Coventry Corporation Transport Society

Destination Blinds

The Coventry Corporation Transport destination blind was a variable message system that consisted of a length of material wrapped around two horizontal rollers, one at the top and one at the bottom, with the messages written horizontally across the material. The material was black and the messages were in white lettering. The displayed message was changed by rotating a small handle. The destination blinds were protected from the elements by a glass panel.

There were two destination blinds at the front of the bus, one over the driver's windscreen and one over the void above the engine housing. There was one at the rear of the near side over the platform and one at the back of the bus. The blinds were all located at the same height, level with the floor of the upper saloon. The winding handles for the two destination blinds at the front were located in the floor of the upper deck, above the engine void. The other two winding handles were located behind internal covers accessed from the platform. An example of the front destination blinds is shown in Figure 1.

Figure 1: Front destination blinds

The blind over the drivers cab usually displayed a number from 1 to 23, indicating the service number of the route. The route number could also be an "A" route, in which case the display would have been 5A, 8A, etc. In addition to the service number, other displays were possible. "SERVICE EXTRA" indicated a bus that would follow the normal service route but was additional to the timetabled services. Service extras were usually requested by city centre inspectors when the demand was considered greater than the normal service capacity. "SPECIAL" indicated a non-service bus, such as a works or school service. "PRIVATE" usually indicated that the service had been specially chartered. A works name indicated that the service started from the works indicated.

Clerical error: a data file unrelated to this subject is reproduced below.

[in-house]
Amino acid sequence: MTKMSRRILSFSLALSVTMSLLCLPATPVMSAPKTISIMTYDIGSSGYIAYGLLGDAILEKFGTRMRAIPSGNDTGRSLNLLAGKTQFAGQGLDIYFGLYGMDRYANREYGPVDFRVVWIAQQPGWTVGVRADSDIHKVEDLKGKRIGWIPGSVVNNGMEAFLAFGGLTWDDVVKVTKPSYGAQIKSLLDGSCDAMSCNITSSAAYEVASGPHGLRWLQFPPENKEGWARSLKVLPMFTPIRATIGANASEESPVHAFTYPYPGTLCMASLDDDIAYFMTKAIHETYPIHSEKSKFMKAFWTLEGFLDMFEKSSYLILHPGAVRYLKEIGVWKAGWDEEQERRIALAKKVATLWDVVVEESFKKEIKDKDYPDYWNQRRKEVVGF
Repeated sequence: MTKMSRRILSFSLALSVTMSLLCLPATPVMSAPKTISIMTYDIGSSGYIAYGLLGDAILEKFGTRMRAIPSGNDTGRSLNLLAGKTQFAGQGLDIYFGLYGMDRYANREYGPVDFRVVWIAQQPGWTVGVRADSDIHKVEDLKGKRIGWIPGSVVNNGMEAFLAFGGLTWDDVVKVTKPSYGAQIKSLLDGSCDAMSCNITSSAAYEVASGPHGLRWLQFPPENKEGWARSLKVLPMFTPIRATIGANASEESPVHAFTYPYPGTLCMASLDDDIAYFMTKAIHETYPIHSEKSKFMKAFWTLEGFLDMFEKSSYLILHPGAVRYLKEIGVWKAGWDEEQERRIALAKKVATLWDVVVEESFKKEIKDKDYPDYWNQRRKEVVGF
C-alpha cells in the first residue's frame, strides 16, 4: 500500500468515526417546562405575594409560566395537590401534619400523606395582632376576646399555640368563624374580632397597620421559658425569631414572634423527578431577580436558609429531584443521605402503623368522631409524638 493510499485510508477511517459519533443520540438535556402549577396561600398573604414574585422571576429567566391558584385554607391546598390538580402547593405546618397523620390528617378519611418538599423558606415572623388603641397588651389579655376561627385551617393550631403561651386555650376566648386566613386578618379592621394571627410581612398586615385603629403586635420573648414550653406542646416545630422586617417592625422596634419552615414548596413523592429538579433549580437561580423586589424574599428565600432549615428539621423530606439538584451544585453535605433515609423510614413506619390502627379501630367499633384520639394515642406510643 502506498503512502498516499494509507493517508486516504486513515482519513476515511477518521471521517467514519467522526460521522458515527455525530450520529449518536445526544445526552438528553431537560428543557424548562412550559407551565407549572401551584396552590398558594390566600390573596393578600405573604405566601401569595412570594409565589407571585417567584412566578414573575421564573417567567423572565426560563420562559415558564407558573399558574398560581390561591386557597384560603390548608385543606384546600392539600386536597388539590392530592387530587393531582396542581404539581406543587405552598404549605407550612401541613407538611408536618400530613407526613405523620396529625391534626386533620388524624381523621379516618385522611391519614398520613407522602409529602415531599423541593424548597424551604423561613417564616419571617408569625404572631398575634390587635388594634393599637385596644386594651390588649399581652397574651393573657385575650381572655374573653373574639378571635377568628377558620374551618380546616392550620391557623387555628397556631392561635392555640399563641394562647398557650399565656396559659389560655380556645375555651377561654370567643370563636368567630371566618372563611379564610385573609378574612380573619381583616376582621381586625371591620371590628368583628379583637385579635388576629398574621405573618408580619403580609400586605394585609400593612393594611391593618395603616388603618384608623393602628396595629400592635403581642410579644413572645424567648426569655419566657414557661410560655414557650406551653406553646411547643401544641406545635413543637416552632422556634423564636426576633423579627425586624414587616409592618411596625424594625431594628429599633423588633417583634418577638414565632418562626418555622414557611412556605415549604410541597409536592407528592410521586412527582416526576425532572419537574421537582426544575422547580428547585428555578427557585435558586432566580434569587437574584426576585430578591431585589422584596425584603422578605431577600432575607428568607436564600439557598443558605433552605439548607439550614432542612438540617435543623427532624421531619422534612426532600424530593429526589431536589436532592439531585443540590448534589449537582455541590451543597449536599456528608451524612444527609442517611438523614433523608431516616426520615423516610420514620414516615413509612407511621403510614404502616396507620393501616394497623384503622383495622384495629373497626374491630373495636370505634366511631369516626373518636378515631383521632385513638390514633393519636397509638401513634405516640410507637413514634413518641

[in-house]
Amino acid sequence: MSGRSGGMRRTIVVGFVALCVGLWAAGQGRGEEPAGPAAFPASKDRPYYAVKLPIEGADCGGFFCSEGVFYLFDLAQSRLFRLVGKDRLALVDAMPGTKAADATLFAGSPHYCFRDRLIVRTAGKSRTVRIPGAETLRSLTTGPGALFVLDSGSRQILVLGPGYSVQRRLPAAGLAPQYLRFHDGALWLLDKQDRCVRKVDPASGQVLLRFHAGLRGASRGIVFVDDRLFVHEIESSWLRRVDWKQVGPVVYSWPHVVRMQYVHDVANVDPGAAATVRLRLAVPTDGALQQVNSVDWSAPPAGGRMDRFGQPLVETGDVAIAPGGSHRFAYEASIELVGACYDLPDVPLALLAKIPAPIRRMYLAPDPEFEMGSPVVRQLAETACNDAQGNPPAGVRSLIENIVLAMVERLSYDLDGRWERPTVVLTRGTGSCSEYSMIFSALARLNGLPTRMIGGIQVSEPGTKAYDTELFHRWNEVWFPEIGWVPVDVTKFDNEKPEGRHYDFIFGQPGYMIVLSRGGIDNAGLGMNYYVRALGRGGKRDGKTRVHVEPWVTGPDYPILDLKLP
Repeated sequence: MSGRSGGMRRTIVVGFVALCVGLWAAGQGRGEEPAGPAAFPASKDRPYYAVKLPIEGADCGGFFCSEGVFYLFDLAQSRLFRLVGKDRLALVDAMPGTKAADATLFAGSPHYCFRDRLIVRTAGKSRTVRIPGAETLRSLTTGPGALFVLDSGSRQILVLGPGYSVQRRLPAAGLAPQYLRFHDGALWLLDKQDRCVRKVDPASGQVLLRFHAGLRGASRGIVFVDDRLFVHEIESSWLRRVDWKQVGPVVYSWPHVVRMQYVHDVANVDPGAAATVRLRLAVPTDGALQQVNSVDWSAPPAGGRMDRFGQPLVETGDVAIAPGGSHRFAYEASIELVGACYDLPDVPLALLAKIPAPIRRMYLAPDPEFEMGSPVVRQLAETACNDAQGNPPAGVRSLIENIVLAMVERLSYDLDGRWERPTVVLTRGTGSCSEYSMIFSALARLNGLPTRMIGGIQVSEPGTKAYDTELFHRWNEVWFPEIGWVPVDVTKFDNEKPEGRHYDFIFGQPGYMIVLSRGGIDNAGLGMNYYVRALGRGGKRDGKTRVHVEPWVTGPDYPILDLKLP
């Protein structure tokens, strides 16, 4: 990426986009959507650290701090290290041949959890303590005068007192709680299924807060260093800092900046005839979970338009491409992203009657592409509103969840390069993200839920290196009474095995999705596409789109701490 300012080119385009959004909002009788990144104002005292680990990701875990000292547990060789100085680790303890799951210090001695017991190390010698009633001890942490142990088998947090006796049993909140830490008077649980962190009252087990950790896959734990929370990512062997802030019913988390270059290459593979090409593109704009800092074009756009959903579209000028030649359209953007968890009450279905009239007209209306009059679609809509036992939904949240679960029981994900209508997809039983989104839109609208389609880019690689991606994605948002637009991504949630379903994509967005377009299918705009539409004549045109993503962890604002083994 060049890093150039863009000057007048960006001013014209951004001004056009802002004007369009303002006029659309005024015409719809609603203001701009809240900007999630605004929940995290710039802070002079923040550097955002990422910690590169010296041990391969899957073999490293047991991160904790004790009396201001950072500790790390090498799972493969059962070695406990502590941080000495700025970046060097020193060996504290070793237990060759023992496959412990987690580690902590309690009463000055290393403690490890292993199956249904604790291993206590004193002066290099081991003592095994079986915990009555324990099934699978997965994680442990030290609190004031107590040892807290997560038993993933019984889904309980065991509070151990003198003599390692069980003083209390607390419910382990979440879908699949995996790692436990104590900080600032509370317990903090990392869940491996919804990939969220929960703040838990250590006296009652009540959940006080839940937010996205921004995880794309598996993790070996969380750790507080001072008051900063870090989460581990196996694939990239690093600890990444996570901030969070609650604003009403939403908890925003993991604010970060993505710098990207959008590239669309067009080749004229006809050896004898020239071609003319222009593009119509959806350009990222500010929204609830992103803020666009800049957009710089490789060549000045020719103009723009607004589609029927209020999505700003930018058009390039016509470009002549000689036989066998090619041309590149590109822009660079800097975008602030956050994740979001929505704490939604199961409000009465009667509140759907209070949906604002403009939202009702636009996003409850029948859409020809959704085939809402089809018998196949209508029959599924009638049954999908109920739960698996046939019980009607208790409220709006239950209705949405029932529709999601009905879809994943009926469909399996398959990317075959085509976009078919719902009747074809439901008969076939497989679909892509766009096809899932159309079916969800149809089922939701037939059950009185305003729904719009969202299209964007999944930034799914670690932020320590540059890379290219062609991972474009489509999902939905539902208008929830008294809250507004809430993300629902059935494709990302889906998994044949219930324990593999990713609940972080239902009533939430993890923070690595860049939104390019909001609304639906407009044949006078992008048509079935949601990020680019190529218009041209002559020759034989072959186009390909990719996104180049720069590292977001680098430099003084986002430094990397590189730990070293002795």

The other blinds usually indicated the route terminus. In addition to the route terminus, other displays were possible. Services which terminated in the city were indicated by "CITY" or "CITY POOL MEADOW". This also applied to short service workings, particularly either side of peak periods, when buses would run to the city and then await a scheduled slot, either on the same route or on a different route. Works services usually displayed the destination works. Other messages were also available, such as "HARNALL LANE GARAGE" or "SANDY LANE GARAGE" for buses returning to the garage after a period of duty.

It was the responsibility of the conductor to change the blinds. When the bus reached the terminus, the conductor would open the covers over the platform and change the destination. The front winding handles were reached via a step at the front to the engine housing. Sometimes the service number needed to be changed as well, for example from 16 to 16A. The service number was occasionally changed at the City when a bus changed routes, or was routed to one of the two garages.

One of the characteristics of Coventry Transport destination blinds was the tapered writing where the message was too long for the blind. An example is shown in Figure 2.

Figure 2: Tapered Writing


Figure 1: Mal Jones
Figure 2: Len Wright